Definitely not. But there is no point in dwelling on the heroes of the past, except to learn what we need to know for today. Of course there were great accomplishments, just as there were great mistakes and hopeless failures. While respecting the past, and learning from it, our purpose must be to deal with the present and prepare for the future. If we are going to honor God and discern His will, we must be prepared for change. We must have a reformation that will cause us to replace the antiquated, unscriptural, counter-productive methods by which we seek to carry out the great commission of our Saviour, which is to plant His church in every nation.
A key to the problem may be found in the way we use the word, MISSION. Generally it denotes the expansionist objectives of our respective organizations and denominations, just as "crusade" did a thousand years ago. Like colonial era military conquerors, we are bent on ruthlessly expanding our territory to include foreign countries. We want maps on the wall and graphics in our yearbooks showing places all over the globe where we have affiliated branches. The tragedy today is that we so often accomplish our objective by running roughshod over our fellow believers who are already there. The whole situation is completely different from the way it was 200 years ago.
When William Carey went to India in 1792 he found no indigenous evangelical churches or missionary teams. So he did not appear on the scene as a competitive threat to fellow believers. But when I first went to India in 1948 (on my way to China) I found many thousands of churches from which tens of thousands of native missionaries were going forth to spread the gospel. Also on hand were representatives of dozens of American organizations and denominations eager to employ Indian citizens to establish branches of their respective empires. Is it any wonder, then, that God allowed the Hindus to put us out of the country? His kingdom was being labeled "cultural imperialism" and "institutional colonialism."
One of our great mistakes is our failure to recognize that our Sovereign Lord is the Head of His whole church. If He were truly leading us, He would cause us to respect the fellow members of His body (meaning all true believers) in every nation, and to strengthen their hands rather than competing with them and causing divisions among them. Instead, we go all over the world hiring away the workers of indigenous missions and devastating their ministries. We send comparatively rich "missionaries" to live in large houses and drive around in expensive cars among the poorest people of this world. Their presence brings discredit and suspicion upon local believers who are generally poor.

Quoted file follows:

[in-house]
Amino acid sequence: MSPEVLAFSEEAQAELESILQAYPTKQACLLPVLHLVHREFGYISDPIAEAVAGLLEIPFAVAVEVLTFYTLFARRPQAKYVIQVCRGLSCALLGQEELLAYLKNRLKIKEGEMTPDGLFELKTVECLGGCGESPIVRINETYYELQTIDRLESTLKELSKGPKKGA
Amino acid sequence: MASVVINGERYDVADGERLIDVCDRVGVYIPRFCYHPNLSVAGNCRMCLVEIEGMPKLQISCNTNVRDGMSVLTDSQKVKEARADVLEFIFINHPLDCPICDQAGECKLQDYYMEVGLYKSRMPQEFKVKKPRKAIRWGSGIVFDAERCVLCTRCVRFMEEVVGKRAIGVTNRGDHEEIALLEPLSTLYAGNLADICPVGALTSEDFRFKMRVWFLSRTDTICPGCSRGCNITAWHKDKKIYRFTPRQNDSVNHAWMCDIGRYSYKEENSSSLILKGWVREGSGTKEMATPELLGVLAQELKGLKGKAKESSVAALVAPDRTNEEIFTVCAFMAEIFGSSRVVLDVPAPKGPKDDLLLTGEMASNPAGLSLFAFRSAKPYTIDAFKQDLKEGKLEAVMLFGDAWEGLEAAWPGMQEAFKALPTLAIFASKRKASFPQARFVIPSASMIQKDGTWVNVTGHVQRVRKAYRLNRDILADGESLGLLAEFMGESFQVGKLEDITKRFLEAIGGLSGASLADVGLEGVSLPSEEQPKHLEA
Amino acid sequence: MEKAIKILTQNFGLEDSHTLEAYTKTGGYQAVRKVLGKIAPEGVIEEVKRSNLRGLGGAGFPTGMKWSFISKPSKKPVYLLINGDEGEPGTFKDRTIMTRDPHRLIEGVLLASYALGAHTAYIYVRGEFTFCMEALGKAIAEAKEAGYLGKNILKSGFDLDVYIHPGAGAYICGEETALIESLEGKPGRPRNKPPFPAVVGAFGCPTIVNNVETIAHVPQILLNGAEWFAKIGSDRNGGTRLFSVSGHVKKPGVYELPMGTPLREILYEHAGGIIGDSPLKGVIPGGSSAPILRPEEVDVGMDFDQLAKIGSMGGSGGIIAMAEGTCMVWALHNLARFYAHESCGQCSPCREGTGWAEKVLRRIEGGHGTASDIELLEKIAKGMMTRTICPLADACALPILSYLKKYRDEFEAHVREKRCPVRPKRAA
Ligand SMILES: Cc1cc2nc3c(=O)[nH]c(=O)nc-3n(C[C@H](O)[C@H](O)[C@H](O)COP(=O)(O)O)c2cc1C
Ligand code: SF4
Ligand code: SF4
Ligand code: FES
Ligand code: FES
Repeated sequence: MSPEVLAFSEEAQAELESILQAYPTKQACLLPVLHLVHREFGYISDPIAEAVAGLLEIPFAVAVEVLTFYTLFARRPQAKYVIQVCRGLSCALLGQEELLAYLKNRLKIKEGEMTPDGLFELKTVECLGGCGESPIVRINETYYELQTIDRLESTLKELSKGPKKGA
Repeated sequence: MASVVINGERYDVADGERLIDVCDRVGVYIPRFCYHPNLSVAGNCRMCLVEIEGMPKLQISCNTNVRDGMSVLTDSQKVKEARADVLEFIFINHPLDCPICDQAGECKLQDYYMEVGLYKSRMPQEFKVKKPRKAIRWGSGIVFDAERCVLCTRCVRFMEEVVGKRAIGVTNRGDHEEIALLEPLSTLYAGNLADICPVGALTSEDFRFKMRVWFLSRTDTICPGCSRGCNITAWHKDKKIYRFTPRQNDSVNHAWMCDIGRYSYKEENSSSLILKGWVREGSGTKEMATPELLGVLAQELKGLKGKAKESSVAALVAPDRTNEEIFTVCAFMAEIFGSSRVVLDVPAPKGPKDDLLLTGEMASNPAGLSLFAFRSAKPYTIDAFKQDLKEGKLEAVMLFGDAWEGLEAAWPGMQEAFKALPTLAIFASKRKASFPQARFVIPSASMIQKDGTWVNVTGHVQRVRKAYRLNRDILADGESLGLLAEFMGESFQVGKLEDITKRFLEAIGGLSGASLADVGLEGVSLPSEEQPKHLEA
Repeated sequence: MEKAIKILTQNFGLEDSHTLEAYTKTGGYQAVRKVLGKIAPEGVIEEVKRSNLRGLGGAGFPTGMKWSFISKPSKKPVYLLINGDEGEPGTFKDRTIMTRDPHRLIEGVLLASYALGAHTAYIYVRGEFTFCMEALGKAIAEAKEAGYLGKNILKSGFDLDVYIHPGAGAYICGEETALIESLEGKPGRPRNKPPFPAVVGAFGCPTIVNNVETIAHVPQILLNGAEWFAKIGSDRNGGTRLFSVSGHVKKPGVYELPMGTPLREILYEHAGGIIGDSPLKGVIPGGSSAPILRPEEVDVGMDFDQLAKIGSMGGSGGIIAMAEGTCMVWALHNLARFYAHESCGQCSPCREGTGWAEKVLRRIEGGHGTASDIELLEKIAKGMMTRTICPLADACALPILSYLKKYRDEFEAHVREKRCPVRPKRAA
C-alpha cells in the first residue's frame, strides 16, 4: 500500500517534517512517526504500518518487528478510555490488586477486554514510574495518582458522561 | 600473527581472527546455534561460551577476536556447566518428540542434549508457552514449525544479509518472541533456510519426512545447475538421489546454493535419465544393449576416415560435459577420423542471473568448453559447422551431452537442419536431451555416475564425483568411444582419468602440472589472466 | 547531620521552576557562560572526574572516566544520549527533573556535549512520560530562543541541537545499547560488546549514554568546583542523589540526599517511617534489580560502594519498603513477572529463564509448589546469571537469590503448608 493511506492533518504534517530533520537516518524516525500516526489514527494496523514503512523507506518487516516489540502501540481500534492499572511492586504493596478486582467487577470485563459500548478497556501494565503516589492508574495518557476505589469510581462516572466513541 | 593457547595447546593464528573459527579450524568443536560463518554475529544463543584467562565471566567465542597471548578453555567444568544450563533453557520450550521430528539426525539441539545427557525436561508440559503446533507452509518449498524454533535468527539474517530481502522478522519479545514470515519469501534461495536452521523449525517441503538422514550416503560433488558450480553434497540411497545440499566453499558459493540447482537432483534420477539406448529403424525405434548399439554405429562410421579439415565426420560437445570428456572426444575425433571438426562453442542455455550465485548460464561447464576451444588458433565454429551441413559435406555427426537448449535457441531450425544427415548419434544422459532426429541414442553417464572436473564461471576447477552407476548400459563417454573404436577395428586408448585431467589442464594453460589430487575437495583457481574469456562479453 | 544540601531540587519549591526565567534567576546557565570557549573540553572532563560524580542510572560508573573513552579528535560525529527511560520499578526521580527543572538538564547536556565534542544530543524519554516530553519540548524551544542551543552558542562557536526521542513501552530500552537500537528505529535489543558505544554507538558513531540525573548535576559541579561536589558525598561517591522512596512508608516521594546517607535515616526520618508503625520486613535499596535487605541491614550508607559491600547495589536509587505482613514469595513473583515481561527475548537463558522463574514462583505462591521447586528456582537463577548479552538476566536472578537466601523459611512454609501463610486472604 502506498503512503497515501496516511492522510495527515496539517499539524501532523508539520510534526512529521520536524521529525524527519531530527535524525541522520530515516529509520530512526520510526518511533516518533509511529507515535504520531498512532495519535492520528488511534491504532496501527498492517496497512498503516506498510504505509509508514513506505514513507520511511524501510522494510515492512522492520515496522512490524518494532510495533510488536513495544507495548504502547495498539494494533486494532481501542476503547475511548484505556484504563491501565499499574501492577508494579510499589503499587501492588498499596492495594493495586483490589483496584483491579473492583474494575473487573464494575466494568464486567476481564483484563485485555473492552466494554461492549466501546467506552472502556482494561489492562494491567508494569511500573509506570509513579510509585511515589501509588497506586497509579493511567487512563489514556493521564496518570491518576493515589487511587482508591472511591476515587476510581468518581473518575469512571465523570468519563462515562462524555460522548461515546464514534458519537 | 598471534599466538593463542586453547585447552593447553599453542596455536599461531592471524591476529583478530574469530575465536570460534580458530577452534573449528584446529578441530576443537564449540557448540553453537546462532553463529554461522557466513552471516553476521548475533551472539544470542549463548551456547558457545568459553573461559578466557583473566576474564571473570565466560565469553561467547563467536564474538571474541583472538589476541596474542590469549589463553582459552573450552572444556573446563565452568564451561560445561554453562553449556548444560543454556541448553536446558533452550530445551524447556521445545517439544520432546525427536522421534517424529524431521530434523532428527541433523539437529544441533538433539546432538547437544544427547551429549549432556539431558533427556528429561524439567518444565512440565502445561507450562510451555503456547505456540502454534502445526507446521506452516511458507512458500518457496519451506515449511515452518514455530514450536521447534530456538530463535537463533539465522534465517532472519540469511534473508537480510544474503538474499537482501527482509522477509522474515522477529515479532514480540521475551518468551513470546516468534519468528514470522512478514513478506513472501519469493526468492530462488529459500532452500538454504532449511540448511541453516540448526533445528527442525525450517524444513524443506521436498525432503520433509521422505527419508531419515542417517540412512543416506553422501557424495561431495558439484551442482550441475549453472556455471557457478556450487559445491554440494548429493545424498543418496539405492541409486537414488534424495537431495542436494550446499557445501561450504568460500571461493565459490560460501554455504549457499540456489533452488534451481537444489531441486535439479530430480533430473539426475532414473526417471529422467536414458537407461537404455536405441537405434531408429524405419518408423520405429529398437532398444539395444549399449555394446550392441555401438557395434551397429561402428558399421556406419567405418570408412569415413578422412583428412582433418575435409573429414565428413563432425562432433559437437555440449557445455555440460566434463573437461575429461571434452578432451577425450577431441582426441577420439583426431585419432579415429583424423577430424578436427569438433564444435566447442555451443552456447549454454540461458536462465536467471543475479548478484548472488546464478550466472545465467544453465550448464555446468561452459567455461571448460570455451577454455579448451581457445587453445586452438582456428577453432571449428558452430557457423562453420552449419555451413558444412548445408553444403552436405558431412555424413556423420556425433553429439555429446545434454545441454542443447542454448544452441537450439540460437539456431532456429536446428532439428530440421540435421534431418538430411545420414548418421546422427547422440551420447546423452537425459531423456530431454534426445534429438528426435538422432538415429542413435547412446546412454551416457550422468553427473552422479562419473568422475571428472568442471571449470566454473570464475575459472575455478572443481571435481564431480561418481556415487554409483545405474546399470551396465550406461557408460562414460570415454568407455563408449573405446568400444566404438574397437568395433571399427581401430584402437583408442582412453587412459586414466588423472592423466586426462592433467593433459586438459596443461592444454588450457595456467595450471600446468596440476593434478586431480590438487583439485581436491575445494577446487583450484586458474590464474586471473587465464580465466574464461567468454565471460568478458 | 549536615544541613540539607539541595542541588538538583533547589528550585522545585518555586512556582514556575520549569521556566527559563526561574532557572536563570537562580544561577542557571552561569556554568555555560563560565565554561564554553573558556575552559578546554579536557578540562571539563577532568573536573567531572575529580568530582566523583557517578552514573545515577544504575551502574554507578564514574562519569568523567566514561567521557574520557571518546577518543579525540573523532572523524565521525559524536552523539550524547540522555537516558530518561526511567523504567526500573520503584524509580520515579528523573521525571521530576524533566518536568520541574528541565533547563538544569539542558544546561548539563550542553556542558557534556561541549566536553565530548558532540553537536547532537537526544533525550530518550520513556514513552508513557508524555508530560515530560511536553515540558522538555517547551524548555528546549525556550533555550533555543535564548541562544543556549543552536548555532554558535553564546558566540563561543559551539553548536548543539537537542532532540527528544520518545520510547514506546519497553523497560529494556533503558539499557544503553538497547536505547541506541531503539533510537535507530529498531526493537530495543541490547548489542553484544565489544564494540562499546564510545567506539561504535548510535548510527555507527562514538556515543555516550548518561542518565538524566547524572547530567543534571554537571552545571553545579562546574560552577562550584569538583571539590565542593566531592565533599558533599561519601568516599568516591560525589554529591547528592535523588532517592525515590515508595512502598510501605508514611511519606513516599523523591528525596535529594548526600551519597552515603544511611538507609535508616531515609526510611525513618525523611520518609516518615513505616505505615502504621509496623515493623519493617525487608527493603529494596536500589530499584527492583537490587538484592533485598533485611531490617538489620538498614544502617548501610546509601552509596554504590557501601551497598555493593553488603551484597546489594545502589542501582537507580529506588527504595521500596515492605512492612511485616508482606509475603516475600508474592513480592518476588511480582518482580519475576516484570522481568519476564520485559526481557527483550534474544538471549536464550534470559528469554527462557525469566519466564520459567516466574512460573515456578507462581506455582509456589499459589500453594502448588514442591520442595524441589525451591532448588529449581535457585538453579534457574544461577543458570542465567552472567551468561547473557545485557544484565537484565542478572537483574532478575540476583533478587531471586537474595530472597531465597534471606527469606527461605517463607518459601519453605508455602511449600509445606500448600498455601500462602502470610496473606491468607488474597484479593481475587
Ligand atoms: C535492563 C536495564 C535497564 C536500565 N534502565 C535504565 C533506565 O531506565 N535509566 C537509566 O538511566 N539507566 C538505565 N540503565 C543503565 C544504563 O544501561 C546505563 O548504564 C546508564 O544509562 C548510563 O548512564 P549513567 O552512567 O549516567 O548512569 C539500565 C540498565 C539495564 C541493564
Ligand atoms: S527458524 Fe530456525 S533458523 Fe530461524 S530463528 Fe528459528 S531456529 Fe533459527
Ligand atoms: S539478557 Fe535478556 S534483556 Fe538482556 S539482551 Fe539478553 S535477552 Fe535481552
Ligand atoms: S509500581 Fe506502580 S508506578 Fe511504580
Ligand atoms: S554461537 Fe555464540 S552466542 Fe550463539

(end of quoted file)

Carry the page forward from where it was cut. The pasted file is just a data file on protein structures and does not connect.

If we believe God wants us to do something for His kingdom in poorer countries, we should send financial help to our fellow believers who bear witness for Him in their respective locations. Sending a rich foreigner to live among them tends to misrepresent our Saviour. It also breeds covetousness among local Christians who may envy the foreigners’ wealth and thus be tempted to want some of it. And in many cases our presence identifies God's kingdom with foreign governments and destroys its credibility in the eyes of local citizens.
The present system of sending out Americans (and Canadians and Australians and Koreans and others from industrialized countries) is a tradition left over from the 19th Century that should have been phased out 50 years ago. And, as I will discuss later, it has no precedent in the Word of God. Here is a sampling of some problems related to its continuation.
1. Economic Disparity. When we send Americans, Canadians or others from affluent countries abroad as resident missionaries in poorer countries, they appear fabulously rich in comparison to the people they hope to reach. How then can they represent our Saviour "who though He was rich yet for our sakes became poor?" They misrepresent Him, and their presence is generally a hindrance to His cause.